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Example from Carnegie Library of Pittsburgh via email



Send email announcements and reminders leading up to summer reading, and provide a link to your website for more information. If you’ve used Beanstack before, you already have a list of email addresses for previous participants. Be sure to add these emails, along with any other library email subscribers into your preferred email platform. This year, consider asking recipients to forward the email to others who may be interested in summer reading.

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Examples from Plainfield Library and PGCMLS via Twitter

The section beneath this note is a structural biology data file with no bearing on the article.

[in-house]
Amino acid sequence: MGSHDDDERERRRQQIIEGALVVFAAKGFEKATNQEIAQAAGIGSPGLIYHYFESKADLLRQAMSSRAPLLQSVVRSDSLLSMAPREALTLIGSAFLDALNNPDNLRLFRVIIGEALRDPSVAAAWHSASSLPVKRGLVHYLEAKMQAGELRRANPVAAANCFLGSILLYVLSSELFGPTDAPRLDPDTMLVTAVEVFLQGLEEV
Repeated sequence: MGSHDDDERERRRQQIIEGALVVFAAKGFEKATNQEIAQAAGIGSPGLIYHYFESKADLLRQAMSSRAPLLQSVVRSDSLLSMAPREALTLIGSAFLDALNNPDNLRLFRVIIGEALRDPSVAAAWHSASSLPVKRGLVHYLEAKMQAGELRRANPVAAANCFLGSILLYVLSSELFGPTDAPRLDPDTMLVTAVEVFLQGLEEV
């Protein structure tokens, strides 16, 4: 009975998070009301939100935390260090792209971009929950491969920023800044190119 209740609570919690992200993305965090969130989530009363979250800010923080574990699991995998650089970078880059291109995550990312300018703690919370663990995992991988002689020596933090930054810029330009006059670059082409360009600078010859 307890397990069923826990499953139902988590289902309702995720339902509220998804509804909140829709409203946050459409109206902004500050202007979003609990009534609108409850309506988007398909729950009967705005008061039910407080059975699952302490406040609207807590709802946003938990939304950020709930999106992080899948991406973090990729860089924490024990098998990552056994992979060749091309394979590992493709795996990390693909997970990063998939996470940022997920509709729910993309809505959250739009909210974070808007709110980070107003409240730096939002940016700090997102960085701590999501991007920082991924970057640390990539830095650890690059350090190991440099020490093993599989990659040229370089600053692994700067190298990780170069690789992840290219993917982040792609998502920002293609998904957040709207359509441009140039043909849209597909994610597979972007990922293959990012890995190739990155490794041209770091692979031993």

Social Media

Posting on social media is likely already part of your plan, but now is the time to turn up the volume. Social media platforms are seeing record volume which makes them a great place to meet your target audience where they are, but it’s also harder to ensure that potential readers see your posts amidst many others. Don’t be afraid to post more often, and to try different formats. If many of your followers are on Instagram, try adding a story to promote your timeline posts. Or for Facebook, try making an event to promote online summer reading — Facebook automatically suggests events to people local to your community. No matter the format, be sure to provide a strong call to action for people to participate.


Social media posts that feature eye-catching imagery see higher engagement. If you don’t have a graphic designer in-house, there are plenty of online tools that make it easy to create assets yourself — we love Canva for image banners and Animoto for easy videos.